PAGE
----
On the campus of the University of Texas at Austin in 1966, 43 people were shot by an engineering student, and 13 of them died during the first mass shooting on a college campus. Since then, campus shootings have become more and more common, affecting not only colleges, but also elementary schools, as often as once a month. One study found that states where a higher proportion of people owned guns were subject to more school shootings. Another found that the national media attention after a school shooting or mass killing was increasing the likelihood of another mass killing in the following two weeks. Being a part of a school shooting is any student’s worst nightmare, but there are steps that you can take to protect yourself if there’s ever a threat or if the school initiates lockdown.
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What is lockdown?
Lockdown is intended to protect students, faculty, and staff if there is an armed and dangerous intruder in a school building or on campus. Lockdown may be initiated when a crime has occurred close to campus as well. Initiation of a lockdown procedure may be broadcast to students via email or text message. If you receive a message and are not on campus, do not go onto campus. Find a safe place and stay away until you receive the all clear.
Where do I go during lockdown?
Generally, students on campus should run to the nearest office or classroom and shut the door and barricade themselves inside. Teachers may lock the doors from the inside, and the lights should be turned off. Students, faculty, and staff should remain out of sight from windows and stay quiet. If students are in their dorm rooms, they should close and lock the doors and not let anyone inside, taking care to remain quiet and out of sight of windows.
Students who are outside when they receive notice of lockdown should head to the nearest building if it is safe or find a place to hide, typically behind a car or large tree. Staying out of sight of the threat is imperative and could save your life. If you are near your car, lock yourself inside your personal vehicle until you receive the all clear.
If lockdown is initiated for a certain building on campus or you are made aware of where the threat is located, get as far away as possible. If you can safely exit the building, do so. Do not take any belongings with you, as they will slow you down and impede escape. Once you’re outside, run to a safe place and warn people outside not to enter the building if it hasn’t already been locked.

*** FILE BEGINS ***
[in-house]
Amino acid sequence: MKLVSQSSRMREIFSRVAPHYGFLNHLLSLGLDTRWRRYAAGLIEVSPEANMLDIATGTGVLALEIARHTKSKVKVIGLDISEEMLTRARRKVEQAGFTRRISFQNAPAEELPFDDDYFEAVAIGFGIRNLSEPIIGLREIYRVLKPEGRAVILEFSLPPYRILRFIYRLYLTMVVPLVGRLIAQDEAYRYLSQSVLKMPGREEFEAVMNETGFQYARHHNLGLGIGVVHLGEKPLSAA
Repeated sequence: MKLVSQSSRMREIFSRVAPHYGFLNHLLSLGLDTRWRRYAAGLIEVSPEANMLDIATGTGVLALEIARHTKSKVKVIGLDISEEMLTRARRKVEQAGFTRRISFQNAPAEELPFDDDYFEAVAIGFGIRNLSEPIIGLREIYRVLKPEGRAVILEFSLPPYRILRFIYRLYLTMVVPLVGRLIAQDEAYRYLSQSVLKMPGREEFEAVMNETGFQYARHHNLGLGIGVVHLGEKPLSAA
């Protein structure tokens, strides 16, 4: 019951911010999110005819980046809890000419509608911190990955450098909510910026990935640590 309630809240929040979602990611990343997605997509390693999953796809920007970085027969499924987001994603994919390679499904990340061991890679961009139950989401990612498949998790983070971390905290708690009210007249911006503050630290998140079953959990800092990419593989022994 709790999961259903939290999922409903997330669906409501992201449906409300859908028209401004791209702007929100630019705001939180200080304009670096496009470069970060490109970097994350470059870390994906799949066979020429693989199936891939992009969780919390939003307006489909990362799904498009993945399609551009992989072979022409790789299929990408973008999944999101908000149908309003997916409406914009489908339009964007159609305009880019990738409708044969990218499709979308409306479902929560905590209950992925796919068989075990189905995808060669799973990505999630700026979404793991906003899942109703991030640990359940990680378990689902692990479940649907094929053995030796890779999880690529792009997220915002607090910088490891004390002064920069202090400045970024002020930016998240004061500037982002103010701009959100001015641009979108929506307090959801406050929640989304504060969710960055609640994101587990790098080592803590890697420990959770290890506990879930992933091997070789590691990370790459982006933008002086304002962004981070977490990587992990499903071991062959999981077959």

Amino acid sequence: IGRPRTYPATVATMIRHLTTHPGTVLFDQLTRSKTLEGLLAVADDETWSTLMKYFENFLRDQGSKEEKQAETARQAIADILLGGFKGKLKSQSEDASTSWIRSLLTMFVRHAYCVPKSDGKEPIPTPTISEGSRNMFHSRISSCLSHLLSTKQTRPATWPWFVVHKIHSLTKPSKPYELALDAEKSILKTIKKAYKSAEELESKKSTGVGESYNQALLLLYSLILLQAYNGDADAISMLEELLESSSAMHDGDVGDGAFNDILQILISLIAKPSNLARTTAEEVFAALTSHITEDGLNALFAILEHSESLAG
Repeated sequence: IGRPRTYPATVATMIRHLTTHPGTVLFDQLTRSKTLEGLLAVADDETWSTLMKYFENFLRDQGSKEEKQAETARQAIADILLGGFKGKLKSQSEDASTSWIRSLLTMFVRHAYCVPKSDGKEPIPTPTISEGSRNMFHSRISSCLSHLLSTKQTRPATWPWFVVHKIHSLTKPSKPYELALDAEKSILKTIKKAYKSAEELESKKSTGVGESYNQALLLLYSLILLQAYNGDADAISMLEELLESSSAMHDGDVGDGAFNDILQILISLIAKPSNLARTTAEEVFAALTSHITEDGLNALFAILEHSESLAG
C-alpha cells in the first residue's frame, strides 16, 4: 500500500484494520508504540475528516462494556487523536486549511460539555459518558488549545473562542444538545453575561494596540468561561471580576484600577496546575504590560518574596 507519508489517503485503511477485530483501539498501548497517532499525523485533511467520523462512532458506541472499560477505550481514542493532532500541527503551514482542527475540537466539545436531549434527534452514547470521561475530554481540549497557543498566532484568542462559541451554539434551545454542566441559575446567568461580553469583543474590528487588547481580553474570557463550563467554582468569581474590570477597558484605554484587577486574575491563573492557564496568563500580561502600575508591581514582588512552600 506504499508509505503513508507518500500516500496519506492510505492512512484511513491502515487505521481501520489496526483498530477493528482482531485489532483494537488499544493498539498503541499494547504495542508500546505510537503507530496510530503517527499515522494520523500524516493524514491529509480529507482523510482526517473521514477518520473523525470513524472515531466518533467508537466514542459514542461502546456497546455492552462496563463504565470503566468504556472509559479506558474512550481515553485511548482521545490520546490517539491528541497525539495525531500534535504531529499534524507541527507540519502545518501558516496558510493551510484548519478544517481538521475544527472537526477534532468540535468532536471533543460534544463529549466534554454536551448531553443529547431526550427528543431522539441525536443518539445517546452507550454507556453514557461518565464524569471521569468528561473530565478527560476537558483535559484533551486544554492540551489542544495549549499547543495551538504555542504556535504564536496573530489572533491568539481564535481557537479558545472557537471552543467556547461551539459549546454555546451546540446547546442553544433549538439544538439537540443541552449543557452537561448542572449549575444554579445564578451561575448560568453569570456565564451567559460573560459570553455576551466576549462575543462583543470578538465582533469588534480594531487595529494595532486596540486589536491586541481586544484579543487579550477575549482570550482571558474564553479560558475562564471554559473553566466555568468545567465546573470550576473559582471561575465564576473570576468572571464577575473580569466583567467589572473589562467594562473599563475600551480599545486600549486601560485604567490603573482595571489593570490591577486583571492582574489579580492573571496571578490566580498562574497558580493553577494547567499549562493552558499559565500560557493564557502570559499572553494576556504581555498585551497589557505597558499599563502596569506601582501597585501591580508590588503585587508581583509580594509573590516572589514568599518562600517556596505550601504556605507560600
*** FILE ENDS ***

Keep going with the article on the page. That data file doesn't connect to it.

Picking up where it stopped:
What else is important to know during lockdown?
- Cell phones should be silenced.
- Only call 9-1-1 or campus police if you have critical information (the location of the threat or the identity of the threat, for example).
- If you are in a building during lockdown and the fire alarm goes off, do not evacuate unless you see fire or smell smoke. This could be an attempt to get people out into the open.
- Be aware of alternative exits (windows, side doors, etc.). If the main exit is compromised, you want to have a plan for getting out of the building safely.
- Stay away from windows and doors. Hide under desks or behind bookshelves if possible.
- Close curtains or blinds.
- Do not let anyone into a locked room.
- If the threat is in your area, do not lock yourself into a room or building with him or her.
- Do not confront the aggressor except as a last resort. In this case, do everything you can to distract him or her by throwing things, making noise, and using found objects as weapons.
What happens after a school shooting?
After a school shooting, it can be hard to feel safe on campus again. You may be reluctant to attend classes or feel nervous when you cross wide, open spaces to get from one class to another. This is normal, especially after a traumatic event. Some students may choose to transfer away from the school where the shooting occurred, so as to distance themselves from the trauma. There is nothing wrong with choosing to stay or choosing to leave, but taking care of your mental health is of utmost importance.
Developing post-traumatic stress disorder (PTSD) is a common reaction to experiencing a trauma, but not one that happens to every person. PTSD is a treatable condition in which the body has trouble coping with a traumatic event, like a school shooting. Individuals with PTSD may avoid talking about or going near places that remind them of the experience, have vivid dreams and flashbacks, begin suffering from depression, or become ultra vigilant in their day-to-day lives.
If you are struggling after experiencing a school shooting, you should consider talking to a mental health professional. Often, institutions will bring in extra counselors and therapists after such an event occurs so that there are enough on-campus resources for the students who want to utilize a professional. Don’t forget about your other built-in support system: friends, family, and fellow survivors.
Page last updated: 12/2016